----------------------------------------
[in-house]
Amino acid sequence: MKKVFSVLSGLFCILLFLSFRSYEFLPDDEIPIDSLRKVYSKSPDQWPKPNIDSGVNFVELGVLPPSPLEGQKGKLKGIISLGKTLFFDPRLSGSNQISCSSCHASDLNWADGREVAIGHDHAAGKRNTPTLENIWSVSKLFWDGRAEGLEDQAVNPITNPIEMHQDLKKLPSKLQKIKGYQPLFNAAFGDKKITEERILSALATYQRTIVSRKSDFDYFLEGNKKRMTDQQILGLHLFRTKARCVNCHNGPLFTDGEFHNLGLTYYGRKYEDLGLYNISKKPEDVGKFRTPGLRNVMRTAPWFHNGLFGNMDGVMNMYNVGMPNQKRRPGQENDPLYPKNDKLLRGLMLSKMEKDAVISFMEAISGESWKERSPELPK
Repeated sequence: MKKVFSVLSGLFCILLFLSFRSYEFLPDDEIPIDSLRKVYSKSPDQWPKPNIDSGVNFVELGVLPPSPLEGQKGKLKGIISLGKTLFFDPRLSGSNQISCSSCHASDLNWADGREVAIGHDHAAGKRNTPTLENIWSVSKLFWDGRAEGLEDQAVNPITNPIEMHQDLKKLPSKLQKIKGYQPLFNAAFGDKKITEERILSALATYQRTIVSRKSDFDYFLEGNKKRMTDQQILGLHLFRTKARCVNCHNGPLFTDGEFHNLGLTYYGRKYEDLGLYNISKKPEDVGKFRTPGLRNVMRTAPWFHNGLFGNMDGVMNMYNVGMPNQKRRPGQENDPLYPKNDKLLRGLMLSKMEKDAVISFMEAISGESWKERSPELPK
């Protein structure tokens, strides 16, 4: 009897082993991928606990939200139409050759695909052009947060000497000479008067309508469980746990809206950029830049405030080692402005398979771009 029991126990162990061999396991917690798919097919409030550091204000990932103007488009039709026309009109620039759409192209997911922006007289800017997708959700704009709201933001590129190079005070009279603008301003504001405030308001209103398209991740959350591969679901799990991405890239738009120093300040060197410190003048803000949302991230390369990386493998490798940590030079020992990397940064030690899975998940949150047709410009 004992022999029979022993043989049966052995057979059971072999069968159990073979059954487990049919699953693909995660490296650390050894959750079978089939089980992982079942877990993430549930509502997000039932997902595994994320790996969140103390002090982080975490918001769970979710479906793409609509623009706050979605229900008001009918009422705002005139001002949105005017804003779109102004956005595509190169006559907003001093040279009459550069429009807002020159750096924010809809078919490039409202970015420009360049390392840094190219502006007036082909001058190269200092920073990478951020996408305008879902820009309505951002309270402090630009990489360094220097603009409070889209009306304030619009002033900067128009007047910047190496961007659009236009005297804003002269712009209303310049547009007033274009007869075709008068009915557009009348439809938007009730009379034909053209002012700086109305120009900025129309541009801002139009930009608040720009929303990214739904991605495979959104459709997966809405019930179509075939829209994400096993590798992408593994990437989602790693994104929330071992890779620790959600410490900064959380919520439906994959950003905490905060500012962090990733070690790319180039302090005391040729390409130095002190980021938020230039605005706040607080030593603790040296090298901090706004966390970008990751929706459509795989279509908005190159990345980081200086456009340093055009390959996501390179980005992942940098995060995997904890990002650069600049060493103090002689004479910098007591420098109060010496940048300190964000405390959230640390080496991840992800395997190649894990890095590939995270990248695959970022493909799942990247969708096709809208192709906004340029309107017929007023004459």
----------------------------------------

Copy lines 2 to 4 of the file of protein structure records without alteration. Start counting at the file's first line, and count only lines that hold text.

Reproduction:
Amino acid sequence: MKKVFSVLSGLFCILLFLSFRSYEFLPDDEIPIDSLRKVYSKSPDQWPKPNIDSGVNFVELGVLPPSPLEGQKGKLKGIISLGKTLFFDPRLSGSNQISCSSCHASDLNWADGREVAIGHDHAAGKRNTPTLENIWSVSKLFWDGRAEGLEDQAVNPITNPIEMHQDLKKLPSKLQKIKGYQPLFNAAFGDKKITEERILSALATYQRTIVSRKSDFDYFLEGNKKRMTDQQILGLHLFRTKARCVNCHNGPLFTDGEFHNLGLTYYGRKYEDLGLYNISKKPEDVGKFRTPGLRNVMRTAPWFHNGLFGNMDGVMNMYNVGMPNQKRRPGQENDPLYPKNDKLLRGLMLSKMEKDAVISFMEAISGESWKERSPELPK
Repeated sequence: MKKVFSVLSGLFCILLFLSFRSYEFLPDDEIPIDSLRKVYSKSPDQWPKPNIDSGVNFVELGVLPPSPLEGQKGKLKGIISLGKTLFFDPRLSGSNQISCSSCHASDLNWADGREVAIGHDHAAGKRNTPTLENIWSVSKLFWDGRAEGLEDQAVNPITNPIEMHQDLKKLPSKLQKIKGYQPLFNAAFGDKKITEERILSALATYQRTIVSRKSDFDYFLEGNKKRMTDQQILGLHLFRTKARCVNCHNGPLFTDGEFHNLGLTYYGRKYEDLGLYNISKKPEDVGKFRTPGLRNVMRTAPWFHNGLFGNMDGVMNMYNVGMPNQKRRPGQENDPLYPKNDKLLRGLMLSKMEKDAVISFMEAISGESWKERSPELPK
């Protein structure tokens, strides 16, 4: 009897082993991928606990939200139409050759695909052009947060000497000479008067309508469980746990809206950029830049405030080692402005398979771009 029991126990162990061999396991917690798919097919409030550091204000990932103007488009039709026309009109620039759409192209997911922006007289800017997708959700704009709201933001590129190079005070009279603008301003504001405030308001209103398209991740959350591969679901799990991405890239738009120093300040060197410190003048803000949302991230390369990386493998490798940590030079020992990397940064030690899975998940949150047709410009 004992022999029979022993043989049966052995057979059971072999069968159990073979059954487990049919699953693909995660490296650390050894959750079978089939089980992982079942877990993430549930509502997000039932997902595994994320790996969140103390002090982080975490918001769970979710479906793409609509623009706050979605229900008001009918009422705002005139001002949105005017804003779109102004956005595509190169006559907003001093040279009459550069429009807002020159750096924010809809078919490039409202970015420009360049390392840094190219502006007036082909001058190269200092920073990478951020996408305008879902820009309505951002309270402090630009990489360094220097603009409070889209009306304030619009002033900067128009007047910047190496961007659009236009005297804003002269712009209303310049547009007033274009007869075709008068009915557009009348439809938007009730009379034909053209002012700086109305120009900025129309541009801002139009930009608040720009929303990214739904991605495979959104459709997966809405019930179509075939829209994400096993590798992408593994990437989602790693994104929330071992890779620790959600410490900064959380919520439906994959950003905490905060500012962090990733070690790319180039302090005391040729390409130095002190980021938020230039605005706040607080030593603790040296090298901090706004966390970008990751929706459509795989279509908005190159990345980081200086456009340093055009390959996501390179980005992942940098995060995997904890990002650069600049060493103090002689004479910098007591420098109060010496940048300190964000405390959230640390080496991840992800395997190649894990890095590939995270990248695959970022493909799942990247969708096709809208192709906004340029309107017929007023004459």